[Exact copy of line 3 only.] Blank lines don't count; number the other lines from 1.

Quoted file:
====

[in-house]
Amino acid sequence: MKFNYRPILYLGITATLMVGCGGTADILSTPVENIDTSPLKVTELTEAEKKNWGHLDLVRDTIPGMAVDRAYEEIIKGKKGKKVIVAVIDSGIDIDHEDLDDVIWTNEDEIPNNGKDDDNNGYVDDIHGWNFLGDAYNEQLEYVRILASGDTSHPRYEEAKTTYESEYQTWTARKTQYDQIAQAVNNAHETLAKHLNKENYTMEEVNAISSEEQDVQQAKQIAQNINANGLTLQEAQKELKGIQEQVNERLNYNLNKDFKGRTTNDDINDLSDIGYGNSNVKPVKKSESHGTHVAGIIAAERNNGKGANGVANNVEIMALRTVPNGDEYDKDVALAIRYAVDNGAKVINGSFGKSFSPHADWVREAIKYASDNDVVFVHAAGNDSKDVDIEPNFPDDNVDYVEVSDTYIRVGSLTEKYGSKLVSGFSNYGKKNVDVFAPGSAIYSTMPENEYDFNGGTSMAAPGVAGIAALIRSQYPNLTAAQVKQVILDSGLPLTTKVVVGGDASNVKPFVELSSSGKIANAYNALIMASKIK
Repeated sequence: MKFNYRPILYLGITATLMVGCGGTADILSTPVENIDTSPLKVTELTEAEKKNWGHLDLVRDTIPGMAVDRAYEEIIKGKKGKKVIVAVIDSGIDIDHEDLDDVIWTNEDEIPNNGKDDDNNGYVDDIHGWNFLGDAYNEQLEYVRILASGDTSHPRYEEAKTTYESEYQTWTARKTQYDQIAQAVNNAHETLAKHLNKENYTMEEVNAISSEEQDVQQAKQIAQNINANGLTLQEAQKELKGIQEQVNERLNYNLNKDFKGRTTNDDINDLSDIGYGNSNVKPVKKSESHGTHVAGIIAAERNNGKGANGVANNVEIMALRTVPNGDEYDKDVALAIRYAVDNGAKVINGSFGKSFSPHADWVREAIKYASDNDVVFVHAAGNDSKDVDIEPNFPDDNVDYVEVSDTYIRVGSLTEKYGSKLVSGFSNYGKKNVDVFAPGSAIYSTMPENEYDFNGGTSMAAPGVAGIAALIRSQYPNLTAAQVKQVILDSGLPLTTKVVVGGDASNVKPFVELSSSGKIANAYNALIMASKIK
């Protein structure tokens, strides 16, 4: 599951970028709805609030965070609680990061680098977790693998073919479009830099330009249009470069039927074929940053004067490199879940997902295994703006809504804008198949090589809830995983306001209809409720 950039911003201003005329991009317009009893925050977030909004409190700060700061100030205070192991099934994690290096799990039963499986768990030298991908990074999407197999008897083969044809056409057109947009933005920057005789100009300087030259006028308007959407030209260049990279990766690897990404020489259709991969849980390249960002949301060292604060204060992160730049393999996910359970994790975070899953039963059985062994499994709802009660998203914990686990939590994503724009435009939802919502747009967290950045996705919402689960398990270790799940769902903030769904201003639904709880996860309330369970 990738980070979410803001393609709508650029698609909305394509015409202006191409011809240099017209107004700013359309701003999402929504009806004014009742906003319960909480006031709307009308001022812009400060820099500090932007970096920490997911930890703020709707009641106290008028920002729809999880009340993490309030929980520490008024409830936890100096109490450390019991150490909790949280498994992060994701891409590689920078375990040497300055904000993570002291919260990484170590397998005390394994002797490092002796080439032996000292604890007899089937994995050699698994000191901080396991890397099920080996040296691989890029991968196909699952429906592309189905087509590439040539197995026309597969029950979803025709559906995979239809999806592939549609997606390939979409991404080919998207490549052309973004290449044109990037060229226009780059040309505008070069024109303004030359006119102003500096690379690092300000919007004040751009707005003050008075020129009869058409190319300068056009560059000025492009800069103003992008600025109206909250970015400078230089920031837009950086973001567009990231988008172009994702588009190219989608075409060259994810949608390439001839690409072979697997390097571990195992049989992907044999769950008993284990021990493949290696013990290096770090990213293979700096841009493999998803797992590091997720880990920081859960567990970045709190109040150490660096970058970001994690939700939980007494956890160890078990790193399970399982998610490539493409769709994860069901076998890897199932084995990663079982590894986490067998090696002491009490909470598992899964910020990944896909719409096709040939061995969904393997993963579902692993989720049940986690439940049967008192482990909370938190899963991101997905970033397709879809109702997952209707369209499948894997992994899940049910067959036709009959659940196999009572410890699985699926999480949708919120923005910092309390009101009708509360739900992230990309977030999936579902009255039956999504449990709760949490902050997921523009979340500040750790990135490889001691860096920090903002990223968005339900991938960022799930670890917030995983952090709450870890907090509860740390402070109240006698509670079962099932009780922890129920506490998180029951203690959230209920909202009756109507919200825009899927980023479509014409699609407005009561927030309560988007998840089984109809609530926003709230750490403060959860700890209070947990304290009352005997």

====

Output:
Repeated sequence: MKFNYRPILYLGITATLMVGCGGTADILSTPVENIDTSPLKVTELTEAEKKNWGHLDLVRDTIPGMAVDRAYEEIIKGKKGKKVIVAVIDSGIDIDHEDLDDVIWTNEDEIPNNGKDDDNNGYVDDIHGWNFLGDAYNEQLEYVRILASGDTSHPRYEEAKTTYESEYQTWTARKTQYDQIAQAVNNAHETLAKHLNKENYTMEEVNAISSEEQDVQQAKQIAQNINANGLTLQEAQKELKGIQEQVNERLNYNLNKDFKGRTTNDDINDLSDIGYGNSNVKPVKKSESHGTHVAGIIAAERNNGKGANGVANNVEIMALRTVPNGDEYDKDVALAIRYAVDNGAKVINGSFGKSFSPHADWVREAIKYASDNDVVFVHAAGNDSKDVDIEPNFPDDNVDYVEVSDTYIRVGSLTEKYGSKLVSGFSNYGKKNVDVFAPGSAIYSTMPENEYDFNGGTSMAAPGVAGIAALIRSQYPNLTAAQVKQVILDSGLPLTTKVVVGGDASNVKPFVELSSSGKIANAYNALIMASKIK